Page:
Statistical Formula and Assumptions
Use of the Pearson χ2 involves the following assumptions (Daniel, 2000):
The test is distribution-free, or nonparametric, which means that no assumption has been made for a normal distribution of values in the population from which the sample was taken (Daniel, 2000).
The formula for a two-way χ2 is:
The contingency table is labeled as follows. A contingency table is a table that displays the relationship between two or more categorical variables (Daniel, 2000):
With any χ2 analysis, the degrees of freedom (df) must be calculated to determine the significance of the value of the statistic. The following formula is used for this calculation:
R=Number of rowsR=Number of rows
C=Number of columnsC=Number of columns
A retrospective comparative study examined whether longer antibiotic treatment courses were associated with increased antimicrobial resistance in patients with spinal cord injury (Lee et al., 2014). Using urine cultures from a sample of spinal cord–injured veterans, two groups were created: those with evidence of antibiotic resistance and those with no evidence of antibiotic resistance. Each veteran was also divided into two groups based on having had a history of recent (in the past 6 months) antibiotic use for more than 2 weeks or no history of recent antibiotic use.
The data are presented in Table 35-1. The null hypothesis is: “There is no difference between antibiotic users and non-users on the presence of antibiotic resistance.”
ANTIBIOTIC RESISTANCE BY ANTIBIOTIC USE
|Antibiotic Use||No Recent Use|
The computations for the Pearson χ2 test are as follows:
Step 1: Create a contingency table of the two nominal variables:
|Used Antibiotics||No Recent Use||Totals|
Step 2: Fit the cells into the formula:
Step 3: Compute the degrees of freedom:
Step 4: Locate the critical χ2 value in the χ2 distribution table (Appendix D) and compare it to the obtained χ2 value.
The obtained χ2 value is compared with the tabled χ2 values in Appendix D. The table includes the critical values of χ2 for specific degrees of freedom at selected levels of significance. If the value of the statistic is equal to or greater than the value identified in the χ2 table, the difference between the two variables is statistically significant. The critical χ2 for df = 1 is 3.84, and our obtained χ2 is 4.20, thereby exceeding the critical value and indicating a significant difference between antibiotic users and non-users on the presence of antibiotic resistance.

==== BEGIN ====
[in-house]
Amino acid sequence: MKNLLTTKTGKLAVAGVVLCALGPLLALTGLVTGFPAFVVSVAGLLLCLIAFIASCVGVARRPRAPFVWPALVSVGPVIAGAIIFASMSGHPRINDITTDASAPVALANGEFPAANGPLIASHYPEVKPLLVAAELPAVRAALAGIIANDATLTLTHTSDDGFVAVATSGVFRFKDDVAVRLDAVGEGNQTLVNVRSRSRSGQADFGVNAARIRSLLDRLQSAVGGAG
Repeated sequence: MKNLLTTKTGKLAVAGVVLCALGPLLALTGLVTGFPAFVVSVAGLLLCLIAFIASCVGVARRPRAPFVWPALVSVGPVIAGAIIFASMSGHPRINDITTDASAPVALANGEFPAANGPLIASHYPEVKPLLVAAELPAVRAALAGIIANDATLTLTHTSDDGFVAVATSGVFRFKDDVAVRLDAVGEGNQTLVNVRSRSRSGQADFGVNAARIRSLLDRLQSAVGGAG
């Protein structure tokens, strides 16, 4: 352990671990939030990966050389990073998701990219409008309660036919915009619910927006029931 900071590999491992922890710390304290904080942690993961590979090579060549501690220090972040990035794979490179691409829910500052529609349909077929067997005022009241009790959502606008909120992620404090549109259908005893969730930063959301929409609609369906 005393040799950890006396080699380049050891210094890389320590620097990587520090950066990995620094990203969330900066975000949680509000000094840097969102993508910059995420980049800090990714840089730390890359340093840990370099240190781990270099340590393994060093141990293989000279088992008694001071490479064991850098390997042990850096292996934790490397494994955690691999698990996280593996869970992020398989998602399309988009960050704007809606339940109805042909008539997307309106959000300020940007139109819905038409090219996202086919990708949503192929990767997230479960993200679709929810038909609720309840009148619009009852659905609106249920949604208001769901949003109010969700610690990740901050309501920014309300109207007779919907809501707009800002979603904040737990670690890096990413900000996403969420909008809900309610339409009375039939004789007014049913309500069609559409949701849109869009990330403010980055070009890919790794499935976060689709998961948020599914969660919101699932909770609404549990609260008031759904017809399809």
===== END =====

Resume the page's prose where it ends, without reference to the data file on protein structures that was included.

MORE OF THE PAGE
Furthermore, we can compute the rates of antibiotic resistance among antibiotic users and non-users by using the numbers in the contingency table from Step 1. The antibiotic resistance rate among the antibiotic users can be calculated as 8 ÷ 14 = 0.571 × 100% = 57.1%. The antibiotic resistance rate among the non-antibiotic users can be calculated as 7 ÷ 28 = 0.25 × 100% = 25%.
The following screenshot is a replica of what your SPSS window will look like. The data for subjects 24 through 42 are viewable by scrolling down in the SPSS screen.
Step 1: From the “Analyze” menu, choose “Descriptive Statistics” and “Crosstabs.” Move the two variables to the right, where either variable can be in the “Row” or “Column” space.
Step 2: Click “Statistics” and check the box next to “Chi-square.” Click “Continue” and “OK.”
Interpretation of SPSS Output
The following tables are generated from SPSS. The first table contains the contingency table, similar to Table 35-1 above. The second table contains the χ2results.
The last table contains the χ2 value in addition to other statistics that test associations between nominal variables. The Pearson χ2 test is located in the first row of the table, which contains the χ2 value, df, and p value.
Final Interpretation in American Psychological Association (APA) Format
The following interpretation is written as it might appear in a research article, formatted according to APA guidelines (APA, 2010). A Pearson χ2 analysis indicated that antibiotic users had significantly higher rates of antibiotic resistance than those who did not use antibiotics, χ2(1) = 4.20, p = 0.04 (57.1% versus 25%, respectively). This finding suggests that extended antibiotic use may be a risk factor for developing resistance, and further research is needed to investigate resistance as a direct effect of antibiotics.
Answers to Study Questions
Data for Additional Computational Practice for Questions to be Graded
A retrospective comparative study examining the presence of candiduria (presence of Candida species in the urine) among 97 adults with a spinal cord injury is presented as an additional example. The differences in the use of antibiotics were investigated with the Pearson χ2 test (Goetz, Howard, Cipher, & Revankar, 2010). These data are presented in Table 35-2 as a contingency table.
CANDIDURIA AND ANTIBIOTIC USE IN ADULTS WITH SPINAL CORD INJURIES
|No antibiotic use||0||39||39|
Hi there! Click one of our representatives below and we will get back to you as soon as possible.